All Blog Posts Tagged 'Peace' (25)

#Cyberpeacefare Fleeting Moments/Opportunities/DataInundation

It seems to me, a cyberpeacecitizen, that many important fleeting messages/expositions on "world peace and planet survival" are lost or "deadended" in social media because of fleeting opportunity of conscientious instant action or just "indifference" of fellow citizens of the world to re-tweet/comment ?

Further, the deluge of social media data from millions/billions of sources requires collaboration/ synchronicity of sources to achieve most important messages going viral. …

Continue

Added by Al LeBlanc on December 29, 2013 at 11:22am — 2 Comments

Should the U.S. Military Promote Democracy?

The U.S. military doesn’t exactly have a perfect record when it comes to promoting democracy. Too often national interests – security, oil – have been given primacy over democratic values and human rights. The legacy of the Bush administrations has severely tainted the phrase democracy promotion and lead to a justified suspicion about promoting democracy by military force. However, the idea that the U.S. military should play a leading role in promoting democracy is far from…

Continue

Added by Rasmus Sinding Søndergaard on March 26, 2013 at 7:00am — No Comments

People Power is Alive and Well (by Srdja Popovic)

I thought I would share this optimistic blog post on the effect of the 'global people power revolution' in 2011 by Srdja Popovic - Executive director at Centre for Applied Nonviolent Actions and Strategies.

"Even as critics discuss and argue over the success or failure of these protests, I nevertheless see a paradigm shift. People have been awakened and are understanding power and obedience not in monolithic terms – where the head of state has top-down control that should…

Continue

Added by Rasmus Sinding Søndergaard on March 25, 2013 at 4:30am — No Comments

What is life like for ordinary Afghans in Helmand?

This question is hard to answer. Because the news we receive about the situation in Afghanistan is thoroughly limited by the difficulties of portraying life outside the zones controlled by ISAF and the Afghan authorities. Western journalists’ ability to report on the situation on the ground in the areas where the fighting takes place is very limited, and when they do enter these areas their reporting is depended upon the ISAF forces which guarantee…

Continue

Added by Rasmus Sinding Søndergaard on February 10, 2013 at 12:00pm — 3 Comments

Bahrain and the responsibility of the international community

Since February 2011 Bahrain has been the scene of ongoing protests. Protesters are calling for greater freedom and democracy, respect for human rights and the removal of the country’s self-imposed monarchy. So far the regime has responded with harsh crackdowns, imprisonments, and systematic torture. The regime proclaims that it is implementing reforms, but so far this has not happened. It even employs a number of western PR-companies to shape the international public opinion of the…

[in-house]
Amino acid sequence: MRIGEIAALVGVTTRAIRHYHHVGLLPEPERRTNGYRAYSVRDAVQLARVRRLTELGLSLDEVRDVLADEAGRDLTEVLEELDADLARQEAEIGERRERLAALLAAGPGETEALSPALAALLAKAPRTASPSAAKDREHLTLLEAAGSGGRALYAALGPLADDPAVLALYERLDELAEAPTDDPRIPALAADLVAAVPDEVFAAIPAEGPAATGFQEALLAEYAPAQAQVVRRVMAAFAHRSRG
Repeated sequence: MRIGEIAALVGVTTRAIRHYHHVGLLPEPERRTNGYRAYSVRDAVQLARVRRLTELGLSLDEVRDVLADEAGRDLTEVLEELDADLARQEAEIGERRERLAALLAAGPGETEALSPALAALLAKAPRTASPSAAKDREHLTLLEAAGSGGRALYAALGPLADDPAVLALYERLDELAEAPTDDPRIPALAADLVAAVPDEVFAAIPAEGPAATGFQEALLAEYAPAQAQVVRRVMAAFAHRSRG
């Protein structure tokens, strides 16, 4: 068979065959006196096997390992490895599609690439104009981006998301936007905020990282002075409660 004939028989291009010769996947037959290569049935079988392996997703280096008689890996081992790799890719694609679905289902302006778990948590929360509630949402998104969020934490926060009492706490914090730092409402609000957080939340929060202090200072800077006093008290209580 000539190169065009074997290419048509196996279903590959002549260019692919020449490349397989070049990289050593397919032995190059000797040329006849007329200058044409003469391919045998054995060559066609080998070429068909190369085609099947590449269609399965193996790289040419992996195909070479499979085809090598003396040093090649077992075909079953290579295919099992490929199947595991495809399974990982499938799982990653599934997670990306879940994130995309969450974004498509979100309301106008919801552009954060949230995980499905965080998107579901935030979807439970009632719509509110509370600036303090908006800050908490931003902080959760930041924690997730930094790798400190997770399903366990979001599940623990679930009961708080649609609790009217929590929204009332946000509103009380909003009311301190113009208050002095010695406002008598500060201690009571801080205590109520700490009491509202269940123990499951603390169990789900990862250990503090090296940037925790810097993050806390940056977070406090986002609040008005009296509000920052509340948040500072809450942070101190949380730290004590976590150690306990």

Continue

Added by Rasmus Sinding Søndergaard on November 12, 2012 at 8:30am — No Comments

Monthly Archives

2019

2018

2017

2016

2015

2014

2013

2012

2011

Carnegie Council

Eyes in the Sky: The Secret Rise of Gorgon Stare and How It Will Watch Us All, with Arthur Holland Michel

Arthur Holland Michel, founder of the Center for the Study of the Drone, traces the development of the Pentagon's Gorgon Stare, one of the most powerful surveillance technologies ever created. When fused with big-data analysis techniques, this network can be used to watch everything simultaneously, and perhaps even predict attacks before they happen. Can we capitalize on its great promise while avoiding its potential perils?

Ill Winds: Saving Democracy from Russian Rage, Chinese Ambition, and American Complacency, with Larry Diamond

Larry Diamond's core argument is stark: the defense and advancement of democratic ideals relies on U.S. global leadership. If the U.S. does not reclaim its traditional place as the keystone of democracy, today's authoritarian trend could become a tsunami that could provide an opening for Vladimir Putin, Xi Jinping, and their admirers to turn the 21st century into a dark time of surging authoritarianism.

Global Ethics Weekly: Foreign Policy & the 2020 Democratic Candidates, with Nikolas Gvosdev

Will Joe Biden's "restorationist" foreign policy resonate with voters? What would a "progressive" approach to international relations look like for Elizabeth Warren or Bernie Sanders? What role will foreign policy play in the 2020 Election? Senior Fellow Nikolas Gvosdev looks at these questions and more as he and host Alex Woodson discuss a crowded 2020 Democratic primary field.

SUBSCRIBE TODAY

VIDEOS

SUPPORT US

GEO-GOVERNANCE MATTERS

© 2019   Created by Carnegie Council.   Powered by

Badges  |  Report an Issue  |  Terms of Service


The views and opinions expressed in the media, comments, or publications on this website are those of the speakers or authors and do not necessarily reflect or represent the views and opinions held by Carnegie Council.